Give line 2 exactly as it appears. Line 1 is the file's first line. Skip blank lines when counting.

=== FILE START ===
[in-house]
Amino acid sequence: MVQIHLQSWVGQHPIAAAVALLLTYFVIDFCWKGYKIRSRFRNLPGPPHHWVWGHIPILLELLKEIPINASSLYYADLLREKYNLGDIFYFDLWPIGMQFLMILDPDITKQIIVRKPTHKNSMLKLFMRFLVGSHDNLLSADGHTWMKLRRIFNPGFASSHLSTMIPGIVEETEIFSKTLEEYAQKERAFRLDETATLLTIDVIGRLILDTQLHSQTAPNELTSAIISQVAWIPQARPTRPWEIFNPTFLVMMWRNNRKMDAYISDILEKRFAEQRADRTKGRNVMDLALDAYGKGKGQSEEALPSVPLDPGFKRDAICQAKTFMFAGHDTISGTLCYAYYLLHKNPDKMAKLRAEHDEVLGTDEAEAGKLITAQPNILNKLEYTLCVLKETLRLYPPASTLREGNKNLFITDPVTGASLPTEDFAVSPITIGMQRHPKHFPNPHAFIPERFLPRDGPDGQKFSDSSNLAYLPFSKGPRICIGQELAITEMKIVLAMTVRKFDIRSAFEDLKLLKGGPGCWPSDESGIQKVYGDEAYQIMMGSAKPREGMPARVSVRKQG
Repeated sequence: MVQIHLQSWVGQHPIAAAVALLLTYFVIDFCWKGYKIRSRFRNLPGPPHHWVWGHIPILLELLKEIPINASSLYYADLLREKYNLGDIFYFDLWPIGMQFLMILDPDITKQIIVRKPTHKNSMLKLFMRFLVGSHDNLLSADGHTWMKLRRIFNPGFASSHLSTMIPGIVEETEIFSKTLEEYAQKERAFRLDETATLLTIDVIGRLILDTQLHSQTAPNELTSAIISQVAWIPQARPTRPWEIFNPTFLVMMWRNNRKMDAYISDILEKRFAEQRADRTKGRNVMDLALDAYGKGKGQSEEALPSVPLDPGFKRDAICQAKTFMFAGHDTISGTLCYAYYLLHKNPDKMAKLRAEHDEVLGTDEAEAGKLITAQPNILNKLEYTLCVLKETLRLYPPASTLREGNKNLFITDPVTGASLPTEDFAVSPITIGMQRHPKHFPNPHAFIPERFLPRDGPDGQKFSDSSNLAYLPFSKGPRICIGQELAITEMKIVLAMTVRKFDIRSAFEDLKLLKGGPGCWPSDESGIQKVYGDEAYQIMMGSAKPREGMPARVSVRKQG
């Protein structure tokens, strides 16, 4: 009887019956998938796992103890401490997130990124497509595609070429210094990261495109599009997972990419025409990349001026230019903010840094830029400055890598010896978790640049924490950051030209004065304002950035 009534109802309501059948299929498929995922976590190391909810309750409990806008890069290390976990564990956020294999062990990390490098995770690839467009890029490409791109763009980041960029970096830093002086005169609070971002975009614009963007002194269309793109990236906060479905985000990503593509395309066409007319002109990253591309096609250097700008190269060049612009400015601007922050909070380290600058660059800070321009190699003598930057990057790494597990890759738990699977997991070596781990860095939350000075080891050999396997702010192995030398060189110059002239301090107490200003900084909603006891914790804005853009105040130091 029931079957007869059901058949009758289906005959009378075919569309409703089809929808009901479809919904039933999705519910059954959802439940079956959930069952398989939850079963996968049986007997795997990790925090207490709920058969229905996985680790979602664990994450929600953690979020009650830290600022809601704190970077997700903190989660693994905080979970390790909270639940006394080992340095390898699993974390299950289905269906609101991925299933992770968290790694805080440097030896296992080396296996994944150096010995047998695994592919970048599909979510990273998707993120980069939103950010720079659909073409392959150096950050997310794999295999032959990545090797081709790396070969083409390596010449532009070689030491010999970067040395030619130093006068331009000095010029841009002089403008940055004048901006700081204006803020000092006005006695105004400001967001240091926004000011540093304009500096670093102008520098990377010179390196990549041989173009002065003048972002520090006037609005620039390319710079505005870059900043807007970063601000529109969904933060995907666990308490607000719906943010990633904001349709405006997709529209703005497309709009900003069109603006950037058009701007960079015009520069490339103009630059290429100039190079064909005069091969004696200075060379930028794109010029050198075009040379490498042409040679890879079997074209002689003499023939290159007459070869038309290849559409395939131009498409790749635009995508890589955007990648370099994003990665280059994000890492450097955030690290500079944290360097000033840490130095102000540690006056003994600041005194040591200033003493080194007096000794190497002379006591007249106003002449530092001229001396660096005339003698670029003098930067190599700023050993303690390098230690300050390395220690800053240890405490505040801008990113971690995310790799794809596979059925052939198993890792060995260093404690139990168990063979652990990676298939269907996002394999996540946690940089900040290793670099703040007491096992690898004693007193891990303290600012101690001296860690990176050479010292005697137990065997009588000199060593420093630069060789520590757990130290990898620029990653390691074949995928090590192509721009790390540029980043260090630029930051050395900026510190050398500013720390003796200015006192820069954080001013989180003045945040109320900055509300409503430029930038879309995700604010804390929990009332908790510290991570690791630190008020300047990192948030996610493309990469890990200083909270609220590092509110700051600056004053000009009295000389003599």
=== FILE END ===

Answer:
Amino acid sequence: MVQIHLQSWVGQHPIAAAVALLLTYFVIDFCWKGYKIRSRFRNLPGPPHHWVWGHIPILLELLKEIPINASSLYYADLLREKYNLGDIFYFDLWPIGMQFLMILDPDITKQIIVRKPTHKNSMLKLFMRFLVGSHDNLLSADGHTWMKLRRIFNPGFASSHLSTMIPGIVEETEIFSKTLEEYAQKERAFRLDETATLLTIDVIGRLILDTQLHSQTAPNELTSAIISQVAWIPQARPTRPWEIFNPTFLVMMWRNNRKMDAYISDILEKRFAEQRADRTKGRNVMDLALDAYGKGKGQSEEALPSVPLDPGFKRDAICQAKTFMFAGHDTISGTLCYAYYLLHKNPDKMAKLRAEHDEVLGTDEAEAGKLITAQPNILNKLEYTLCVLKETLRLYPPASTLREGNKNLFITDPVTGASLPTEDFAVSPITIGMQRHPKHFPNPHAFIPERFLPRDGPDGQKFSDSSNLAYLPFSKGPRICIGQELAITEMKIVLAMTVRKFDIRSAFEDLKLLKGGPGCWPSDESGIQKVYGDEAYQIMMGSAKPREGMPARVSVRKQG